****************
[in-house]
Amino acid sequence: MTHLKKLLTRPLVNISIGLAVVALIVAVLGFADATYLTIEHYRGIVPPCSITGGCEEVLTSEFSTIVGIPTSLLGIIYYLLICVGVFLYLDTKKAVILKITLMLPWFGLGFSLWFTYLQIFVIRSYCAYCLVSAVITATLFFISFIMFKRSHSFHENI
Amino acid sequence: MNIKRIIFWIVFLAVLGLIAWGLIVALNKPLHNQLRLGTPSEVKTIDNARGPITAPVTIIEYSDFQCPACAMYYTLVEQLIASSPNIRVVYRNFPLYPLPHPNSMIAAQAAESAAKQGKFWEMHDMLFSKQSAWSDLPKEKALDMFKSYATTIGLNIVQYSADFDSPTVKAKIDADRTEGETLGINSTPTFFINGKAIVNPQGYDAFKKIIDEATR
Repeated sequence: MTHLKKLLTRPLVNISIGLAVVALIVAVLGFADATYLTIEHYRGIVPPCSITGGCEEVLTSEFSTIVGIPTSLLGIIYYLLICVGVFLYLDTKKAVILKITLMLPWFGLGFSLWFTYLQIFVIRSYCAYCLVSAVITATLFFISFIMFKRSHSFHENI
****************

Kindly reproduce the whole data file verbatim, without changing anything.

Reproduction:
[in-house]
Amino acid sequence: MTHLKKLLTRPLVNISIGLAVVALIVAVLGFADATYLTIEHYRGIVPPCSITGGCEEVLTSEFSTIVGIPTSLLGIIYYLLICVGVFLYLDTKKAVILKITLMLPWFGLGFSLWFTYLQIFVIRSYCAYCLVSAVITATLFFISFIMFKRSHSFHENI
Amino acid sequence: MNIKRIIFWIVFLAVLGLIAWGLIVALNKPLHNQLRLGTPSEVKTIDNARGPITAPVTIIEYSDFQCPACAMYYTLVEQLIASSPNIRVVYRNFPLYPLPHPNSMIAAQAAESAAKQGKFWEMHDMLFSKQSAWSDLPKEKALDMFKSYATTIGLNIVQYSADFDSPTVKAKIDADRTEGETLGINSTPTFFINGKAIVNPQGYDAFKKIIDEATR
Repeated sequence: MTHLKKLLTRPLVNISIGLAVVALIVAVLGFADATYLTIEHYRGIVPPCSITGGCEEVLTSEFSTIVGIPTSLLGIIYYLLICVGVFLYLDTKKAVILKITLMLPWFGLGFSLWFTYLQIFVIRSYCAYCLVSAVITATLFFISFIMFKRSHSFHENI